Infineon develops chip network for textiles – Intelligence by the meter

Researchers from Infineon Technologies AG have developed a way to make large textile surfaces such as carpeting or tent cloth “intelligent”. This technology innovation may lead to new products for the monitoring of buildings, the structural control of buildings of all kinds and for use in the advertising industry.

Woven into fabrics, a self-organizing network of robust chips is able to monitor temperatures, pressures or vibrations as required. In addition to the sensor functionality, the fabric can be equipped with tiny light-emitting diodes (LEDs) to provide directional guidance or serve as advertising material. In this manner, the “intelligent” fabric could be used as a motion sensor or fire alarm, or to control burglar alarm and air-conditioning systems. Infineon plans to further develop this technology for the integration of microelectronics in textile surfaces into a fully functional, large-scale “intelligent” fabric over the next two years, together with cooperation partners from the textile industry.

The “intelligent” textiles hardly miss a thing

The microelectronics modules in the concept demonstrator of an “intelligent” floor covering are embedded in the textile structure in the form of a checkerboard. Each chip is connected to its four adjacent “neighbors” by electrically conductive threads, which creates a network that enables the flow of information. The information is forwarded between the chips and can be transmitted to various systems such as fire-alarms, burglar alarm or air-conditioning systems via a data interface. In this manner, an “intelligent” carpeting could e.g. tell the alarm system where a person is located in a room and in which direction he/she is moving. Equipped with woven-in and individually controlled LEDs, the carpet can serve as a guidance system, e.g. to guide visitor streams through public buildings or to direct them to emergency exits if a dangerous situation arises.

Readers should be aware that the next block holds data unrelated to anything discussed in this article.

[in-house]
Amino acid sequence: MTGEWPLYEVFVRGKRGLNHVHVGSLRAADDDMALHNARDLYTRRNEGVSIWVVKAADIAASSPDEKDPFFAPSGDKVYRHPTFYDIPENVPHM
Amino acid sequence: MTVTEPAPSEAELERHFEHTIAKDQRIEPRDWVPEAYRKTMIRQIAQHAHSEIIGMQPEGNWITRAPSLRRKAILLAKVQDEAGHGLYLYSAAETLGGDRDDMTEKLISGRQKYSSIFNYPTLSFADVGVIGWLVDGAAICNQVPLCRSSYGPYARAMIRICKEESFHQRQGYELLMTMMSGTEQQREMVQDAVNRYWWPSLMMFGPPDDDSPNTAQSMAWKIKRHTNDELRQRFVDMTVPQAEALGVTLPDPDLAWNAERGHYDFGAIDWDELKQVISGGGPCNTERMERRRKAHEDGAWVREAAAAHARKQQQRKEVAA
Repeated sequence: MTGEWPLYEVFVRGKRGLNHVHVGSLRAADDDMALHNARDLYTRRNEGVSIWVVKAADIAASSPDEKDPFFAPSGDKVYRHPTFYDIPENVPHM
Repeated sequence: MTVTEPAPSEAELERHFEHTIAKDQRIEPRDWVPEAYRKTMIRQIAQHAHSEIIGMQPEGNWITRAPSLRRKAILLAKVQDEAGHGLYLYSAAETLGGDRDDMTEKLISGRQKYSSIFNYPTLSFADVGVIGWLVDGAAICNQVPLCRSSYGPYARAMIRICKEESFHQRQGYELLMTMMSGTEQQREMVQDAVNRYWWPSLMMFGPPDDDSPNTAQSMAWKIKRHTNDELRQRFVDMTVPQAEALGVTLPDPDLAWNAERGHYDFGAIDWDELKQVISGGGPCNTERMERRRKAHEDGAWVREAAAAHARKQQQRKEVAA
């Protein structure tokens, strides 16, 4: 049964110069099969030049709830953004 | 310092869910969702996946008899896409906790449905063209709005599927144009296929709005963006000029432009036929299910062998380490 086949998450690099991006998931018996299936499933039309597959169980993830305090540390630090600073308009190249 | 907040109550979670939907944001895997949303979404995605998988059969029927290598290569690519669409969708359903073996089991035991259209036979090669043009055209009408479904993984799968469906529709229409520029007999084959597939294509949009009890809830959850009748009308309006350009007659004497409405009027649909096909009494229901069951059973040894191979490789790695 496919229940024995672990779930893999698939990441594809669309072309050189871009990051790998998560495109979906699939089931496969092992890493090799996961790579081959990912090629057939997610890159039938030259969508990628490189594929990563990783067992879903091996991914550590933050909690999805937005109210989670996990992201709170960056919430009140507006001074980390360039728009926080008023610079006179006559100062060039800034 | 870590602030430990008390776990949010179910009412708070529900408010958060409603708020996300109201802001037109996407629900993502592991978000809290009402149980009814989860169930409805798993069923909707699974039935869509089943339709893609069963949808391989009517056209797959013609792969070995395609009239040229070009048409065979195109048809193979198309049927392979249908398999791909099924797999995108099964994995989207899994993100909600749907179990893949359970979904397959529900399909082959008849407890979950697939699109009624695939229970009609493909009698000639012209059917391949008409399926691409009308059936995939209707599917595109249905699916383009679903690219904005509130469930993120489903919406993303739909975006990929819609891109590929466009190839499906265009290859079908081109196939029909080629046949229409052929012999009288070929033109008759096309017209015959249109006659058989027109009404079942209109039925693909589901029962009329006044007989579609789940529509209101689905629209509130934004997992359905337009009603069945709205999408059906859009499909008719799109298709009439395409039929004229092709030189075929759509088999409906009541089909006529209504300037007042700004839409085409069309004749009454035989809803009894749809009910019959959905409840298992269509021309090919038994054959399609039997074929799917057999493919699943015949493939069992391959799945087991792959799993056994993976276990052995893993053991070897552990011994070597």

The basic technology also can be used in the construction industry or in the production of Zeppelins (airships), balloon envelopes and tent-cloth. Additionally, the water- and heat-resistant chips can be used as sensors in various support structures, such as columns or walls envelopes. The chips can gather information about the condition and the loading of materials, thus permitting the early identification of local defects, breakage or cracks in construction materials or fabrics. This can increase building safety because the detection of defects is no longer limited to individually initiated point inspections. Another potential application would be based on the integration of individually controllable LEDs in Zeppelin (airship) and balloon envelopes or in flags and tent walls, permitting these materials to carry advertising or directional messages.

Robust functionality through self-organization and fault tolerance

Each chip automatically determines its position within the network within fractions of a second after initialization. It is connected to its four immediate chip neighbors by electrically conductive threads and exchanges information with them. This creates a neural, i.e. self-learning network that is even fault-tolerant. If a chip or conductive path fails, the network will automatically locate this fault and immediately reorganize itself: It will find a new path within the overall system via the neighboring chips in order to maintain the information flow. This offers the possibility to cut the “intelligent” carpeting to virtually any shape and size without damaging the electronic network function. The chips can be placed with any spacing between them; however, the closer together they are woven into the textile structure, the more accurate they will work.

Media Contact

Reiner Schoenrock Infineon Technologies AG

More Information:

http://www.infineon.com

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